Forget the raging debate about whether SEO (Search Engine Optimization) is dead. It’s not, and it’s important. If you want to dominate your niche, you must get it right. It’s a complicated subject with a lot of different parts, and the rules of the game frequently change.
SEO is going to be an investment, whether you decide to handle it yourself or hire an expert. It’s not particularly difficult, just time consuming and hard to stay abreast of.
If you or an employee has the time to learn everything and a talent for analytics, it might be worth doing your SEO in-house.
What Makes SEO Complicated?
SEO components are on every page of your website, woven into your text, and part of your marketing strategy. SEO experts have a deep understanding of everything from page structure to how keywords shape your blog content. They are tasked with knowing everything there is to know, and understanding how each minute change to the Google algorithm will affect your rank.
Before you can decide whether to outsource, you’ll need to know what you’re up against. Here’s a brief overview of what an effective SEO expert does.
High quality content – SEO professionals have an innate understanding of what constitutes high quality content. It’s important to know what defines quality. Without specific knowledge, you can pay for a whole lot of useless content.
Keyword research – The use of keywords has changed considerably, but are still a major component of SEO. They represent the words and phrases your customer searches for – how customers are likely to find your search.
Backlink profile– The backlinks leading to your website are important and tricky. If you offer the right kind of content, other sites will be happy to link to it. That will take quality and promotion. SEOs know what good backlinks are, and how to avoid bad links.
Analytics and tracking – SEO can take months to start producing results. If you aren’t moving the needle in 3 to 6 months, you may need a new strategy. A good SEO will be tracking the analytics to see how well the campaign is doing.
On-page SEO – HTML tags, including titles, headers, and descriptions are all important SEO values.
Web layout – The way your pages are arranged can affect your sales, signup, or donation rates. Your SEO will track what visitors do on your page – where they come from, how long they remain, and what they do after they land. This will help you refine your content to keep visitors happy, interested, and engaged.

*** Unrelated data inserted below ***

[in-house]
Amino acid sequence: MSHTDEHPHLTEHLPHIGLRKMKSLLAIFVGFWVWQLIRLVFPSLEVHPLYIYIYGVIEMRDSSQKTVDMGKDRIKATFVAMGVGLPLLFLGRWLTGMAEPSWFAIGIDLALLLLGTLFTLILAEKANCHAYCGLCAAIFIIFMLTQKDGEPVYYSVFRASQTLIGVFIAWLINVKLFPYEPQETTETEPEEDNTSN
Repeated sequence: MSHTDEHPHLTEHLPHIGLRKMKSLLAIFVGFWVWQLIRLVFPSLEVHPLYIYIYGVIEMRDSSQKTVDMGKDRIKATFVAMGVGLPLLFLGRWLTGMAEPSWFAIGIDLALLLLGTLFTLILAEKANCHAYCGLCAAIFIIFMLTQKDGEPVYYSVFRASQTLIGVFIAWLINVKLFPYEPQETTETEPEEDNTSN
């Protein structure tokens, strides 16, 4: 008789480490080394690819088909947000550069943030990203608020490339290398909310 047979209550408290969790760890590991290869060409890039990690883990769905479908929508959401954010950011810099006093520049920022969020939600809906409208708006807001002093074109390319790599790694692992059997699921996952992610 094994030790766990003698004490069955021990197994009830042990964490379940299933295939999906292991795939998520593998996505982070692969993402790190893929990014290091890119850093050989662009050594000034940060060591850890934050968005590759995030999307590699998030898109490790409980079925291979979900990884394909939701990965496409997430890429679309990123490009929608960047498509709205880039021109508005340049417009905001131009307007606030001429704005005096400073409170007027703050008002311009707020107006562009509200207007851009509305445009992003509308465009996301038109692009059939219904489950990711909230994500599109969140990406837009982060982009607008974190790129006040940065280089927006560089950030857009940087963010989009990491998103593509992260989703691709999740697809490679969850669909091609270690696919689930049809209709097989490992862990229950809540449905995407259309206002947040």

Competitor research – How do you stack up against your competitors and why? An SEO expert will be able to tell you what your site lacks in a competitive landscape.
Integrate with marketing – Your marketing campaigns will be enhanced and aided by SEO strategy. Copy and specialized landing pages should be optimized along with everything on (and off) your site.
Now that you know what you’re up against, you should have an idea about what’s at stake and what the job entails.
Outsourcing can be pricey, and, if you don’t know what questions to ask, ineffective. To make sure you’re getting the most for your money, choose a well-respected company with plenty of references and a proven track record. Before you interview, familiarize yourself with the basic language, and ask the right questions.
While outsourcing may seem expensive, effective SEO can keep your traffic flowing at a fast-enough pace to make it more than worthwhile, and hiring a full-time employee will likely be more expensive. Glassdoor puts the national average salary for an SEO manager at $61,933.
You can outsource all or part of your SEO based on your budget. Some SEO companies offer full service strategy – from assessing your site to creating your content. Others will hand you a periodic report and walk away. Most do some hybrid. Make sure you know exactly what you’re getting and what your responsibilities are before you hire.
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